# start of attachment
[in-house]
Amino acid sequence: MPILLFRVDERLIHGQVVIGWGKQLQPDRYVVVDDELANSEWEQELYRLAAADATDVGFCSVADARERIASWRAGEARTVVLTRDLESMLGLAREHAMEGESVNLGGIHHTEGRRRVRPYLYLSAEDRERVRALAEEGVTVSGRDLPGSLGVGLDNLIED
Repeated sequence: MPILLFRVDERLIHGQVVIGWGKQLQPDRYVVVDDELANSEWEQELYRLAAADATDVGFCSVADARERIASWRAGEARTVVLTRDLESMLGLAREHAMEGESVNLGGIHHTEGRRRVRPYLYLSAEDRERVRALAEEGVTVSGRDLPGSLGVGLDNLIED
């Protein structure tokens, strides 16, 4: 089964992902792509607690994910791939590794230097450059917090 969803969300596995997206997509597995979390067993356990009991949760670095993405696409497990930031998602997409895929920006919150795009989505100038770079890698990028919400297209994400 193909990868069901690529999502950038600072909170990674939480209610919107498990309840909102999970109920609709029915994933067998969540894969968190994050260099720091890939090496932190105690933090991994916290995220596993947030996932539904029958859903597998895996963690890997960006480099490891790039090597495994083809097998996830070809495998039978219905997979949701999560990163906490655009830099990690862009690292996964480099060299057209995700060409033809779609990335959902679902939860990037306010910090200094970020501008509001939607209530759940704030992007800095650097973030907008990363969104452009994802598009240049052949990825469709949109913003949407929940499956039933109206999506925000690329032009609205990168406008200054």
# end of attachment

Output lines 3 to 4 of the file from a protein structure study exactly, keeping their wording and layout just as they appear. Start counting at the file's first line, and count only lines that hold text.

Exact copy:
Repeated sequence: MPILLFRVDERLIHGQVVIGWGKQLQPDRYVVVDDELANSEWEQELYRLAAADATDVGFCSVADARERIASWRAGEARTVVLTRDLESMLGLAREHAMEGESVNLGGIHHTEGRRRVRPYLYLSAEDRERVRALAEEGVTVSGRDLPGSLGVGLDNLIED
């Protein structure tokens, strides 16, 4: 089964992902792509607690994910791939590794230097450059917090 969803969300596995997206997509597995979390067993356990009991949760670095993405696409497990930031998602997409895929920006919150795009989505100038770079890698990028919400297209994400 193909990868069901690529999502950038600072909170990674939480209610919107498990309840909102999970109920609709029915994933067998969540894969968190994050260099720091890939090496932190105690933090991994916290995220596993947030996932539904029958859903597998895996963690890997960006480099490891790039090597495994083809097998996830070809495998039978219905997979949701999560990163906490655009830099990690862009690292996964480099060299057209995700060409033809779609990335959902679902939860990037306010910090200094970020501008509001939607209530759940704030992007800095650097973030907008990363969104452009994802598009240049052949990825469709949109913003949407929940499956039933109206999506925000690329032009609205990168406008200054």